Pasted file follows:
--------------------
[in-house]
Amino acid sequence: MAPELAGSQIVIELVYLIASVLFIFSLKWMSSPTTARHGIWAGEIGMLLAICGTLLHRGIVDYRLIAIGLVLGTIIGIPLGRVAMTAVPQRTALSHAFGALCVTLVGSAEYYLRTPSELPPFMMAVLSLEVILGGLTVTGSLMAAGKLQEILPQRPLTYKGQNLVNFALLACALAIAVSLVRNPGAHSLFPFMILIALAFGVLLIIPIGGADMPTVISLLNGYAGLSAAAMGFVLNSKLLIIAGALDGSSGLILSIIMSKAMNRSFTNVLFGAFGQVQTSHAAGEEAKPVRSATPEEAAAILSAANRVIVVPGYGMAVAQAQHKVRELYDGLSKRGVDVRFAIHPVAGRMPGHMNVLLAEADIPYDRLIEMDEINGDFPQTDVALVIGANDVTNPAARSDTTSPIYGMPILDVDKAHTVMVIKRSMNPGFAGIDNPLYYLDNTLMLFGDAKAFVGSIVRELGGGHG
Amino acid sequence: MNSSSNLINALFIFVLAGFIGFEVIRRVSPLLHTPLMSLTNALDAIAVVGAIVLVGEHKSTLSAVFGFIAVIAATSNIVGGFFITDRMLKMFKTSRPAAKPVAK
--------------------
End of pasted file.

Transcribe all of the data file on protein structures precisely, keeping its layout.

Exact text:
[in-house]
Amino acid sequence: MAPELAGSQIVIELVYLIASVLFIFSLKWMSSPTTARHGIWAGEIGMLLAICGTLLHRGIVDYRLIAIGLVLGTIIGIPLGRVAMTAVPQRTALSHAFGALCVTLVGSAEYYLRTPSELPPFMMAVLSLEVILGGLTVTGSLMAAGKLQEILPQRPLTYKGQNLVNFALLACALAIAVSLVRNPGAHSLFPFMILIALAFGVLLIIPIGGADMPTVISLLNGYAGLSAAAMGFVLNSKLLIIAGALDGSSGLILSIIMSKAMNRSFTNVLFGAFGQVQTSHAAGEEAKPVRSATPEEAAAILSAANRVIVVPGYGMAVAQAQHKVRELYDGLSKRGVDVRFAIHPVAGRMPGHMNVLLAEADIPYDRLIEMDEINGDFPQTDVALVIGANDVTNPAARSDTTSPIYGMPILDVDKAHTVMVIKRSMNPGFAGIDNPLYYLDNTLMLFGDAKAFVGSIVRELGGGHG
Amino acid sequence: MNSSSNLINALFIFVLAGFIGFEVIRRVSPLLHTPLMSLTNALDAIAVVGAIVLVGEHKSTLSAVFGFIAVIAATSNIVGGFFITDRMLKMFKTSRPAAKPVAK